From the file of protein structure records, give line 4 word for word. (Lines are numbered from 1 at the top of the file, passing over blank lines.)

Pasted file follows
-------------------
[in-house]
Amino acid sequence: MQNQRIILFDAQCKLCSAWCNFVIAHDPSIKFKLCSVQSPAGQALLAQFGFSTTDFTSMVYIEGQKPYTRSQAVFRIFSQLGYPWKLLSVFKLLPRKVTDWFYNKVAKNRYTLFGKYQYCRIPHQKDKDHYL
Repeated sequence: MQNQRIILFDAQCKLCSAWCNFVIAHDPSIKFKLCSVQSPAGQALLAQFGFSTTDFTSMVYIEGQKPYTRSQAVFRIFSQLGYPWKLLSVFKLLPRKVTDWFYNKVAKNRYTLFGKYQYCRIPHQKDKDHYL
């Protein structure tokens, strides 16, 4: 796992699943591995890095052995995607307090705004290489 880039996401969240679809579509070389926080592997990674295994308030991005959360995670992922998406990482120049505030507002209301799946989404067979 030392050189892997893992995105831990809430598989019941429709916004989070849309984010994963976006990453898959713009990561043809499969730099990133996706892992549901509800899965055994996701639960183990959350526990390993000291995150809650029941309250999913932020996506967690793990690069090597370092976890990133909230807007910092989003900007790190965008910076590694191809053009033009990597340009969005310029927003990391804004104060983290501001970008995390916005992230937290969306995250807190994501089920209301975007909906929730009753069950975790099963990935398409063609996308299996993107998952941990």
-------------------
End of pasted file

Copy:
């Protein structure tokens, strides 16, 4: 796992699943591995890095052995995607307090705004290489 880039996401969240679809579509070389926080592997990674295994308030991005959360995670992922998406990482120049505030507002209301799946989404067979 030392050189892997893992995105831990809430598989019941429709916004989070849309984010994963976006990453898959713009990561043809499969730099990133996706892992549901509800899965055994996701639960183990959350526990390993000291995150809650029941309250999913932020996506967690793990690069090597370092976890990133909230807007910092989003900007790190965008910076590694191809053009033009990597340009969005310029927003990391804004104060983290501001970008995390916005992230937290969306995250807190994501089920209301975007909906929730009753069950975790099963990935398409063609996308299996993107998952941990």